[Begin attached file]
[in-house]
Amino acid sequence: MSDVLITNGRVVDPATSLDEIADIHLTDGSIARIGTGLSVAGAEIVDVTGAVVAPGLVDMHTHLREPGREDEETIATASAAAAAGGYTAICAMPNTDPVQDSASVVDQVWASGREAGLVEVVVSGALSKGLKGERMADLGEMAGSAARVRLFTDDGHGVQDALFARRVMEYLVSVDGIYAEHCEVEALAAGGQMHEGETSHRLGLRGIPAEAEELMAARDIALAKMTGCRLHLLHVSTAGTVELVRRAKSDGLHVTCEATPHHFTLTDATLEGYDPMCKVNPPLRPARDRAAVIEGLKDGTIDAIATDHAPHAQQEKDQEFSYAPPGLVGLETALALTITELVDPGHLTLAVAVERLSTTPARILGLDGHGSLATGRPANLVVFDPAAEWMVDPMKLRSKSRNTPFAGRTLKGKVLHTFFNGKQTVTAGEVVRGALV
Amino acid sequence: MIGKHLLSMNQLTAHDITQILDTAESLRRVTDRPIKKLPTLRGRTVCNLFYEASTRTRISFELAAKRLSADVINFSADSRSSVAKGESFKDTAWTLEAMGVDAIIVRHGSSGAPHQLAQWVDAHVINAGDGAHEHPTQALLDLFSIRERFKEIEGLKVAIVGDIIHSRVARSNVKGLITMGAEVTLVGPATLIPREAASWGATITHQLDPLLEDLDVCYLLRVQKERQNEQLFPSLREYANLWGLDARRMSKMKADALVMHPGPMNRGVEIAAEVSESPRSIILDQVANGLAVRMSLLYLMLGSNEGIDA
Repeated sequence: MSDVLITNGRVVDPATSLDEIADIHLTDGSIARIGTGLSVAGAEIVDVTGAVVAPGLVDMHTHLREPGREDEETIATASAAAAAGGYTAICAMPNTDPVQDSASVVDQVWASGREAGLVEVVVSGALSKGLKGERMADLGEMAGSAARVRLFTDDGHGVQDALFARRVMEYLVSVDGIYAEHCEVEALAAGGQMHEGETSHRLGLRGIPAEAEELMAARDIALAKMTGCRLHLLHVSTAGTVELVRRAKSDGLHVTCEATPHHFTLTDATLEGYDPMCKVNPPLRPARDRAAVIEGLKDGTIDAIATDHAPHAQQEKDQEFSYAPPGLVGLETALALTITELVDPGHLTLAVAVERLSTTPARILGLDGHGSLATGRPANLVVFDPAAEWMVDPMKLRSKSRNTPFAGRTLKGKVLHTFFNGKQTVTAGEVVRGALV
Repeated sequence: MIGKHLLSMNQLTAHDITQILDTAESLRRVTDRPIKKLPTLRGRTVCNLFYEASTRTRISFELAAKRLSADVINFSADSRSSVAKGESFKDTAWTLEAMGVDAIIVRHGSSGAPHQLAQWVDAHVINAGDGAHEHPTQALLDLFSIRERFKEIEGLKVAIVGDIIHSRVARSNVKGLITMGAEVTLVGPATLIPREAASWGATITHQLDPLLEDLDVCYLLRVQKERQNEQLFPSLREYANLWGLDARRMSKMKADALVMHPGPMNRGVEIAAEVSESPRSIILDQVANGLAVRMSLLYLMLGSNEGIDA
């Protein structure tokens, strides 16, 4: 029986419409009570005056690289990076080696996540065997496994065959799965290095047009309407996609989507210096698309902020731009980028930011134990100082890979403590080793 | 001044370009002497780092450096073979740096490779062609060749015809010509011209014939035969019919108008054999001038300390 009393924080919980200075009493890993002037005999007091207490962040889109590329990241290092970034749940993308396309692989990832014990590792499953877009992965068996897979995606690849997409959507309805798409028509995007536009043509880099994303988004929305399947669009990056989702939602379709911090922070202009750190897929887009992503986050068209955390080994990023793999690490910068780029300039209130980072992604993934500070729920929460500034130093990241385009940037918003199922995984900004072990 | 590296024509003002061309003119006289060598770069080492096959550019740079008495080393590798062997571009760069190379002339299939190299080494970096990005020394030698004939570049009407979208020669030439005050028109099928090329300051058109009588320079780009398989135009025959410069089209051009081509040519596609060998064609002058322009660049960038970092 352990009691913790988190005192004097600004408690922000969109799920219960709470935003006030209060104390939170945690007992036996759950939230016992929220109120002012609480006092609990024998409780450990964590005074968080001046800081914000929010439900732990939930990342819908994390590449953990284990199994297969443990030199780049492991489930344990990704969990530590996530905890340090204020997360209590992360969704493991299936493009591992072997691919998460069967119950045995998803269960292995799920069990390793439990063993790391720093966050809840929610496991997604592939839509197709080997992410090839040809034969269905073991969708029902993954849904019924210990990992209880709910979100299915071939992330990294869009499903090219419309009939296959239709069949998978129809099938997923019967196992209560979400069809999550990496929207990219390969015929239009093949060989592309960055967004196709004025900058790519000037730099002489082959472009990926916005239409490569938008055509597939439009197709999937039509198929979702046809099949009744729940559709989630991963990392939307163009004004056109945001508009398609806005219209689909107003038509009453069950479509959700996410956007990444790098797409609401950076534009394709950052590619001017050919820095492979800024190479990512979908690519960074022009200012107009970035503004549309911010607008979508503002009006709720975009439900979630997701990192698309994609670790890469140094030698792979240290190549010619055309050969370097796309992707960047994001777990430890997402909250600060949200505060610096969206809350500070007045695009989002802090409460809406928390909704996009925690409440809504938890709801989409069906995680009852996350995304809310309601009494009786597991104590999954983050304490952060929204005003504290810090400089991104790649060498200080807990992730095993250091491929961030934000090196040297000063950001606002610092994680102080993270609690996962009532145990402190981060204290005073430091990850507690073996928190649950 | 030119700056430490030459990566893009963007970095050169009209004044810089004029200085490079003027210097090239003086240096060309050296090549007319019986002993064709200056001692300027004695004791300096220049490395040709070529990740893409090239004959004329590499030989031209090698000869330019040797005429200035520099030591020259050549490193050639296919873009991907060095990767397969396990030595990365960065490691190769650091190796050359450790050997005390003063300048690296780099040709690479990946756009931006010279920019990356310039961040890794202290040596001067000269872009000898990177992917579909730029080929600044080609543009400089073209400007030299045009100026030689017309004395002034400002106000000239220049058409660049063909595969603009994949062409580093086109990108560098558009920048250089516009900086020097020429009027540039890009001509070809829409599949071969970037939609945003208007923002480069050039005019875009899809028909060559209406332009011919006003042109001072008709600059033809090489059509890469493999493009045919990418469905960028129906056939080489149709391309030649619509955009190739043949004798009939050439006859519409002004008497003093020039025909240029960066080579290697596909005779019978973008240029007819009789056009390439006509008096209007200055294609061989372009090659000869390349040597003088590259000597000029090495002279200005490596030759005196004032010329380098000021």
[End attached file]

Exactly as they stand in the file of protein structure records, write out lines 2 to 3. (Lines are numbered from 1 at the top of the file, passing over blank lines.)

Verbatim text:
Amino acid sequence: MSDVLITNGRVVDPATSLDEIADIHLTDGSIARIGTGLSVAGAEIVDVTGAVVAPGLVDMHTHLREPGREDEETIATASAAAAAGGYTAICAMPNTDPVQDSASVVDQVWASGREAGLVEVVVSGALSKGLKGERMADLGEMAGSAARVRLFTDDGHGVQDALFARRVMEYLVSVDGIYAEHCEVEALAAGGQMHEGETSHRLGLRGIPAEAEELMAARDIALAKMTGCRLHLLHVSTAGTVELVRRAKSDGLHVTCEATPHHFTLTDATLEGYDPMCKVNPPLRPARDRAAVIEGLKDGTIDAIATDHAPHAQQEKDQEFSYAPPGLVGLETALALTITELVDPGHLTLAVAVERLSTTPARILGLDGHGSLATGRPANLVVFDPAAEWMVDPMKLRSKSRNTPFAGRTLKGKVLHTFFNGKQTVTAGEVVRGALV
Amino acid sequence: MIGKHLLSMNQLTAHDITQILDTAESLRRVTDRPIKKLPTLRGRTVCNLFYEASTRTRISFELAAKRLSADVINFSADSRSSVAKGESFKDTAWTLEAMGVDAIIVRHGSSGAPHQLAQWVDAHVINAGDGAHEHPTQALLDLFSIRERFKEIEGLKVAIVGDIIHSRVARSNVKGLITMGAEVTLVGPATLIPREAASWGATITHQLDPLLEDLDVCYLLRVQKERQNEQLFPSLREYANLWGLDARRMSKMKADALVMHPGPMNRGVEIAAEVSESPRSIILDQVANGLAVRMSLLYLMLGSNEGIDA